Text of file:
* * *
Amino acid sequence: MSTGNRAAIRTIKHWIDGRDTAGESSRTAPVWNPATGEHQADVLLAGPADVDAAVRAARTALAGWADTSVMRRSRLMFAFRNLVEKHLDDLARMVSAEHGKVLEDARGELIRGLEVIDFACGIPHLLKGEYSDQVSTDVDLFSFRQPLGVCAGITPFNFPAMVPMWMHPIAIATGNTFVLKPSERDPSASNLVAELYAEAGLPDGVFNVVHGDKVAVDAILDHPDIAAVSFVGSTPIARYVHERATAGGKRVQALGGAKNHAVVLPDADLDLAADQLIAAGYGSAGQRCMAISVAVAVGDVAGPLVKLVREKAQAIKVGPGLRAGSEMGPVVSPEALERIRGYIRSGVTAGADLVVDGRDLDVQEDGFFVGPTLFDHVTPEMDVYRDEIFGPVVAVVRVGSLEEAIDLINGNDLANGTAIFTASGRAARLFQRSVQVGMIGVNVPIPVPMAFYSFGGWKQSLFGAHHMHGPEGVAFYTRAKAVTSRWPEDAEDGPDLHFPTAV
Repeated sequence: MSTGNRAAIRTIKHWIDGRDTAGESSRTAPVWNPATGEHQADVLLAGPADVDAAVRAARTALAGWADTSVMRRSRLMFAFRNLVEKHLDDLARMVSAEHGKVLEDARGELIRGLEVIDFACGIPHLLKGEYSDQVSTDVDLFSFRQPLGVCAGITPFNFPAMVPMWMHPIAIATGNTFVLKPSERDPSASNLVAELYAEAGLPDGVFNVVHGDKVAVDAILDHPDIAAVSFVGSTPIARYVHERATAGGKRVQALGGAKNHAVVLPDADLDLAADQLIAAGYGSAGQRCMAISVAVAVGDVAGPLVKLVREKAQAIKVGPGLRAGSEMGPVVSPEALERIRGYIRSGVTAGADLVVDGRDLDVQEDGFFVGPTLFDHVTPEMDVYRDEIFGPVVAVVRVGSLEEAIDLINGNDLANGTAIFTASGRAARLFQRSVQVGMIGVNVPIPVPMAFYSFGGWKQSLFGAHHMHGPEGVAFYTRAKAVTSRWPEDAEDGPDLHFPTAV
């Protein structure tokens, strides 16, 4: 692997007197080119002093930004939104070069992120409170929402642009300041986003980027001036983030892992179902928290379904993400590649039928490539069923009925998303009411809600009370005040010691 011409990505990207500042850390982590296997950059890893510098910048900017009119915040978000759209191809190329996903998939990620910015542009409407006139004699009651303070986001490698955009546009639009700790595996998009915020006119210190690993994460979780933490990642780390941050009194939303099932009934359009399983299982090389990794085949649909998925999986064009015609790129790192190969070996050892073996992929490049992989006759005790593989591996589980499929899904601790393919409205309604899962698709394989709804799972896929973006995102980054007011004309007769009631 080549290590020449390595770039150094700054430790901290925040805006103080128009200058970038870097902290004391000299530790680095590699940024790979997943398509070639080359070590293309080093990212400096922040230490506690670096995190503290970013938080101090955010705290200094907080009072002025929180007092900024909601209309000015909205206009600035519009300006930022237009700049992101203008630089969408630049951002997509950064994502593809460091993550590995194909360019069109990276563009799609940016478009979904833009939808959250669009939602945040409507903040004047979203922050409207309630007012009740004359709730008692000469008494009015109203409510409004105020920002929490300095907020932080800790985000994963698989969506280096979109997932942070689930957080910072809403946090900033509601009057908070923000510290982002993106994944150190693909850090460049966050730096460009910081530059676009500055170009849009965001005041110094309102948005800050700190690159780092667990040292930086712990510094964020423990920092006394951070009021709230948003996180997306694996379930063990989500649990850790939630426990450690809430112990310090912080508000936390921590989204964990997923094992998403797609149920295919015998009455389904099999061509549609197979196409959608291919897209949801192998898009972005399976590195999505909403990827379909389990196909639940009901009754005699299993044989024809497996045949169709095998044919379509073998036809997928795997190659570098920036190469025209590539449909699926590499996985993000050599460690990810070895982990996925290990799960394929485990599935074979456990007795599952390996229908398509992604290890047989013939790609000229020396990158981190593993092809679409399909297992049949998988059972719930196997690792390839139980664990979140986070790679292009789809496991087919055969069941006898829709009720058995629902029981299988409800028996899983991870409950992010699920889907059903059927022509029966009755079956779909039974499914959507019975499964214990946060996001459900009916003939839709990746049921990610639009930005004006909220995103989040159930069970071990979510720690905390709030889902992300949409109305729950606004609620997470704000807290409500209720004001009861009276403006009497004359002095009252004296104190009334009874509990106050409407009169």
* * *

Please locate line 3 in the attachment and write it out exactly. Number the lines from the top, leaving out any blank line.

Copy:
């Protein structure tokens, strides 16, 4: 692997007197080119002093930004939104070069992120409170929402642009300041986003980027001036983030892992179902928290379904993400590649039928490539069923009925998303009411809600009370005040010691 011409990505990207500042850390982590296997950059890893510098910048900017009119915040978000759209191809190329996903998939990620910015542009409407006139004699009651303070986001490698955009546009639009700790595996998009915020006119210190690993994460979780933490990642780390941050009194939303099932009934359009399983299982090389990794085949649909998925999986064009015609790129790192190969070996050892073996992929490049992989006759005790593989591996589980499929899904601790393919409205309604899962698709394989709804799972896929973006995102980054007011004309007769009631 080549290590020449390595770039150094700054430790901290925040805006103080128009200058970038870097902290004391000299530790680095590699940024790979997943398509070639080359070590293309080093990212400096922040230490506690670096995190503290970013938080101090955010705290200094907080009072002025929180007092900024909601209309000015909205206009600035519009300006930022237009700049992101203008630089969408630049951002997509950064994502593809460091993550590995194909360019069109990276563009799609940016478009979904833009939808959250669009939602945040409507903040004047979203922050409207309630007012009740004359709730008692000469008494009015109203409510409004105020920002929490300095907020932080800790985000994963698989969506280096979109997932942070689930957080910072809403946090900033509601009057908070923000510290982002993106994944150190693909850090460049966050730096460009910081530059676009500055170009849009965001005041110094309102948005800050700190690159780092667990040292930086712990510094964020423990920092006394951070009021709230948003996180997306694996379930063990989500649990850790939630426990450690809430112990310090912080508000936390921590989204964990997923094992998403797609149920295919015998009455389904099999061509549609197979196409959608291919897209949801192998898009972005399976590195999505909403990827379909389990196909639940009901009754005699299993044989024809497996045949169709095998044919379509073998036809997928795997190659570098920036190469025209590539449909699926590499996985993000050599460690990810070895982990996925290990799960394929485990599935074979456990007795599952390996229908398509992604290890047989013939790609000229020396990158981190593993092809679409399909297992049949998988059972719930196997690792390839139980664990979140986070790679292009789809496991087919055969069941006898829709009720058995629902029981299988409800028996899983991870409950992010699920889907059903059927022509029966009755079956779909039974499914959507019975499964214990946060996001459900009916003939839709990746049921990610639009930005004006909220995103989040159930069970071990979510720690905390709030889902992300949409109305729950606004609620997470704000807290409500209720004001009861009276403006009497004359002095009252004296104190009334009874509990106050409407009169």